Evaporation is part of the hydrological cycle and consists of molecules shifting from a liquid to a gaseous form. This occurs both when liquids are cold as well as when they are warm. It occurs more often, however, with warmer liquids. Evaporation is all about the energy in individual molecules, not about the average energy of a system. The average energy can be low and the evaporation still continues. All liquids can evaporate at room temperature and normal air pressure. Evaporation happens when atoms or molecules escape from the liquid and turn into a vapor. Not all of the molecules in a liquid actually have the same energy. The energy you can measure with a thermometer is really an average of all the molecules in the system. There are always a few molecules with a lot of energy and some with barely any energy at all. The molecules with a lot of energy are able to build up enough power to become a gas. Once they reach that energy level, they can leave the liquid. When the molecule leaves, it has evaporated.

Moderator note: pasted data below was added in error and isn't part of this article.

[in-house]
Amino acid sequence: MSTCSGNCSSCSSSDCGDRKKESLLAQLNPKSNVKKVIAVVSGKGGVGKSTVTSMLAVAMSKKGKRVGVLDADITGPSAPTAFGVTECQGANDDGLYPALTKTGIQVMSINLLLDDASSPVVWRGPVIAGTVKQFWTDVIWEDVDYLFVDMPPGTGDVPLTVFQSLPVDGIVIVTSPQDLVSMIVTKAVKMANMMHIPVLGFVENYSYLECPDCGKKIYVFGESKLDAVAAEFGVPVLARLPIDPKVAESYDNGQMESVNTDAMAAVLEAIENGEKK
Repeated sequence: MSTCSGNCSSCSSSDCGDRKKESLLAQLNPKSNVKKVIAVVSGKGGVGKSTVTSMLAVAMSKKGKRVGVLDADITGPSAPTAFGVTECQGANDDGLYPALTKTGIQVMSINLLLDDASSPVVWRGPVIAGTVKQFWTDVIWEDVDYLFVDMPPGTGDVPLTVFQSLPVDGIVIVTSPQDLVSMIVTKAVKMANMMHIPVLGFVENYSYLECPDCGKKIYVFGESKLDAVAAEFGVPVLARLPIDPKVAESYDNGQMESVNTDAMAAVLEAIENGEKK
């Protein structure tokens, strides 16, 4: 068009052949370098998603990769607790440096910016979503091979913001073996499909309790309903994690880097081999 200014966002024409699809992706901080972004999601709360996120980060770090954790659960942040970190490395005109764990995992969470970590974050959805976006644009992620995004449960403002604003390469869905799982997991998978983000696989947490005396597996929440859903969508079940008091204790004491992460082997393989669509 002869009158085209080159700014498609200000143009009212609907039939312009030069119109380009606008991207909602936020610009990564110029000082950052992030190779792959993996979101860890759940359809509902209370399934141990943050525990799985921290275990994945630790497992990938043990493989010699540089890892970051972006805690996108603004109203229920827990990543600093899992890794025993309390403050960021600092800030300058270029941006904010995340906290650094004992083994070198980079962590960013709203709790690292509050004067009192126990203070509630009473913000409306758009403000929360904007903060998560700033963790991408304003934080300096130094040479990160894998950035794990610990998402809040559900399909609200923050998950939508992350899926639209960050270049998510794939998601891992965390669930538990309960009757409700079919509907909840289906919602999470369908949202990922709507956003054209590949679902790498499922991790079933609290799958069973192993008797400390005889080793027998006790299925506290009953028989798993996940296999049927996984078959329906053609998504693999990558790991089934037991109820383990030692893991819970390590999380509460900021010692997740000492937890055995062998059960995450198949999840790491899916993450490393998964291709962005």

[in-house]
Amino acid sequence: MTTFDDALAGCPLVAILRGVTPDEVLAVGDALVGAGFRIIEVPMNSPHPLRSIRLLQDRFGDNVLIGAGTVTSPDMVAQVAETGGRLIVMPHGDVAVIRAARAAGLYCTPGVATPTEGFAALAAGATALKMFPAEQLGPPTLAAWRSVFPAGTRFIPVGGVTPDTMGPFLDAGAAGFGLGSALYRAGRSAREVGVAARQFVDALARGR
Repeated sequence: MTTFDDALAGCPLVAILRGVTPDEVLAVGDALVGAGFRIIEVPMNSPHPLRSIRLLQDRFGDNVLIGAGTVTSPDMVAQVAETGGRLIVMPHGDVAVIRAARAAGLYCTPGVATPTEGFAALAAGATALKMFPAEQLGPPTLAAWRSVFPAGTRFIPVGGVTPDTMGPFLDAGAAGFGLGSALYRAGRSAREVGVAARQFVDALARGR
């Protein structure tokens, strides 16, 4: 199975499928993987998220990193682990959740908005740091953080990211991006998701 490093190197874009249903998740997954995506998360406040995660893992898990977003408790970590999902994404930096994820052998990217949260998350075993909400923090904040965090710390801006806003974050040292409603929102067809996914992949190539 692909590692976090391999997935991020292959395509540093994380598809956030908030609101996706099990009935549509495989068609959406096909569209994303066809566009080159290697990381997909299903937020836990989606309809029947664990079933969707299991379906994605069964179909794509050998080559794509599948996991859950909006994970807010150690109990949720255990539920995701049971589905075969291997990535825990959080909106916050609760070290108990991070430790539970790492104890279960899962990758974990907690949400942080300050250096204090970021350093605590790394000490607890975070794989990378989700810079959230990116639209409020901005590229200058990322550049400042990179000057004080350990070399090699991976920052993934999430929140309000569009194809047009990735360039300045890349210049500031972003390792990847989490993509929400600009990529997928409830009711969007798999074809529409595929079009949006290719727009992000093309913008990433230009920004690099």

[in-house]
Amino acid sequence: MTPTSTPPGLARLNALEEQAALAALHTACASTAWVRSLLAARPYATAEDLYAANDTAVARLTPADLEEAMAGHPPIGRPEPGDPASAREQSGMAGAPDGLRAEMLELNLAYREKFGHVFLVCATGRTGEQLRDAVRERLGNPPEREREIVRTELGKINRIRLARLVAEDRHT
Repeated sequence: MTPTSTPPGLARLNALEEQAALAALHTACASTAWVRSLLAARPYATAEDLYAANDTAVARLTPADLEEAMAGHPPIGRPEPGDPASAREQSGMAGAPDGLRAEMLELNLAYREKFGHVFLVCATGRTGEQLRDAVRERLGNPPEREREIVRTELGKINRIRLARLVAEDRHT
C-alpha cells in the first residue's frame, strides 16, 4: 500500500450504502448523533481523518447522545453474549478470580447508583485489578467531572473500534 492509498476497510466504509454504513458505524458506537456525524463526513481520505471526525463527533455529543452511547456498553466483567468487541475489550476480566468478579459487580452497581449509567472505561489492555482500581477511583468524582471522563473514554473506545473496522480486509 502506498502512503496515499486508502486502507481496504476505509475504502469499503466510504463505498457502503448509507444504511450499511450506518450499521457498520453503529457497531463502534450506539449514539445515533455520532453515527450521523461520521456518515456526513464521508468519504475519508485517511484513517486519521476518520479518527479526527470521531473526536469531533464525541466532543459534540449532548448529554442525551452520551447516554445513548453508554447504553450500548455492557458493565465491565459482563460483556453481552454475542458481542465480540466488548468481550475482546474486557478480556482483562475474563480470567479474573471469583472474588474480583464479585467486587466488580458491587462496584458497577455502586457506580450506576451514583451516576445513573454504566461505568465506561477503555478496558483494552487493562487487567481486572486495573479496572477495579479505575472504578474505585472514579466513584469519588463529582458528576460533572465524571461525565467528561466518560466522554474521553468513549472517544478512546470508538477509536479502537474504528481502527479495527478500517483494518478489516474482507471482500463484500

The rate of evaporation increases with a decrease in the gas pressure around a liquid. Molecules move from areas of higher pressure to lower pressure. The molecules are sucked into the surrounding area, evening out the pressure. If the vapor pressure of the area increases to a specific level, the rate of evaporation will slow down.